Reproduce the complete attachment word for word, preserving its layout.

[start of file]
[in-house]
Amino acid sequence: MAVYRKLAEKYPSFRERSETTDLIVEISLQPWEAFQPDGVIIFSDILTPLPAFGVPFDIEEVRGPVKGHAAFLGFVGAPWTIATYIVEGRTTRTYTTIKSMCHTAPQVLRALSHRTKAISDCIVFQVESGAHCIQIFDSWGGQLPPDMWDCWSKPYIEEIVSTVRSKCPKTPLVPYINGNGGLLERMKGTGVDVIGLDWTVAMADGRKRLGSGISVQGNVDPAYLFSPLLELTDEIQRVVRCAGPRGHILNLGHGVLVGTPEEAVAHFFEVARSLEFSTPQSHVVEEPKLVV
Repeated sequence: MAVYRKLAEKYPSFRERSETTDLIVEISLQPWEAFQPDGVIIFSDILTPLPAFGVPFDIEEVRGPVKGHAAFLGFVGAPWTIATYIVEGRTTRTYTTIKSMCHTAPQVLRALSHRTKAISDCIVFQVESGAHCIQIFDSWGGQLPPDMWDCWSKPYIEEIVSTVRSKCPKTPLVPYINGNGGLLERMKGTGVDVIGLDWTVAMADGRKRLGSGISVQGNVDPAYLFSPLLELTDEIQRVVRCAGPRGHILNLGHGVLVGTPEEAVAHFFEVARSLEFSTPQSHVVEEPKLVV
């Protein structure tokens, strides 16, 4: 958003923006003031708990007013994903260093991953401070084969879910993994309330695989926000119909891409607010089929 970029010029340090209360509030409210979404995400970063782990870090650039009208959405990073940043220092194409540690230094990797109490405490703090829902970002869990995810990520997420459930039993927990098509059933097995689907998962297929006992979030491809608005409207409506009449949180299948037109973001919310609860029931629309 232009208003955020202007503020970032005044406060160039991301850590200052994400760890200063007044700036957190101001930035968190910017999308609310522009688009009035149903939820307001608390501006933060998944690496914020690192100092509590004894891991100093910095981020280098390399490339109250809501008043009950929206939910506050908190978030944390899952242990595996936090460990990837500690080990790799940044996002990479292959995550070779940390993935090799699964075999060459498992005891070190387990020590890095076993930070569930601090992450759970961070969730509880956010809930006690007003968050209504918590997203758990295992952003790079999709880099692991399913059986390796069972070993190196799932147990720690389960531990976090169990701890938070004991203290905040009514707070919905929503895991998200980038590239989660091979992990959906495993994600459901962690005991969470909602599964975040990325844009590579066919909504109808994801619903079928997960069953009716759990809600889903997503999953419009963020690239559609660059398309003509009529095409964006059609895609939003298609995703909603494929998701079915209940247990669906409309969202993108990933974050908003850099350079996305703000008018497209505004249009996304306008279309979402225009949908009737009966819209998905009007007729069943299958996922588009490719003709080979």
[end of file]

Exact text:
[in-house]
Amino acid sequence: MAVYRKLAEKYPSFRERSETTDLIVEISLQPWEAFQPDGVIIFSDILTPLPAFGVPFDIEEVRGPVKGHAAFLGFVGAPWTIATYIVEGRTTRTYTTIKSMCHTAPQVLRALSHRTKAISDCIVFQVESGAHCIQIFDSWGGQLPPDMWDCWSKPYIEEIVSTVRSKCPKTPLVPYINGNGGLLERMKGTGVDVIGLDWTVAMADGRKRLGSGISVQGNVDPAYLFSPLLELTDEIQRVVRCAGPRGHILNLGHGVLVGTPEEAVAHFFEVARSLEFSTPQSHVVEEPKLVV
Repeated sequence: MAVYRKLAEKYPSFRERSETTDLIVEISLQPWEAFQPDGVIIFSDILTPLPAFGVPFDIEEVRGPVKGHAAFLGFVGAPWTIATYIVEGRTTRTYTTIKSMCHTAPQVLRALSHRTKAISDCIVFQVESGAHCIQIFDSWGGQLPPDMWDCWSKPYIEEIVSTVRSKCPKTPLVPYINGNGGLLERMKGTGVDVIGLDWTVAMADGRKRLGSGISVQGNVDPAYLFSPLLELTDEIQRVVRCAGPRGHILNLGHGVLVGTPEEAVAHFFEVARSLEFSTPQSHVVEEPKLVV
């Protein structure tokens, strides 16, 4: 958003923006003031708990007013994903260093991953401070084969879910993994309330695989926000119909891409607010089929 970029010029340090209360509030409210979404995400970063782990870090650039009208959405990073940043220092194409540690230094990797109490405490703090829902970002869990995810990520997420459930039993927990098509059933097995689907998962297929006992979030491809608005409207409506009449949180299948037109973001919310609860029931629309 232009208003955020202007503020970032005044406060160039991301850590200052994400760890200063007044700036957190101001930035968190910017999308609310522009688009009035149903939820307001608390501006933060998944690496914020690192100092509590004894891991100093910095981020280098390399490339109250809501008043009950929206939910506050908190978030944390899952242990595996936090460990990837500690080990790799940044996002990479292959995550070779940390993935090799699964075999060459498992005891070190387990020590890095076993930070569930601090992450759970961070969730509880956010809930006690007003968050209504918590997203758990295992952003790079999709880099692991399913059986390796069972070993190196799932147990720690389960531990976090169990701890938070004991203290905040009514707070919905929503895991998200980038590239989660091979992990959906495993994600459901962690005991969470909602599964975040990325844009590579066919909504109808994801619903079928997960069953009716759990809600889903997503999953419009963020690239559609660059398309003509009529095409964006059609895609939003298609995703909603494929998701079915209940247990669906409309969202993108990933974050908003850099350079996305703000008018497209505004249009996304306008279309979402225009949908009737009966819209998905009007007729069943299958996922588009490719003709080979």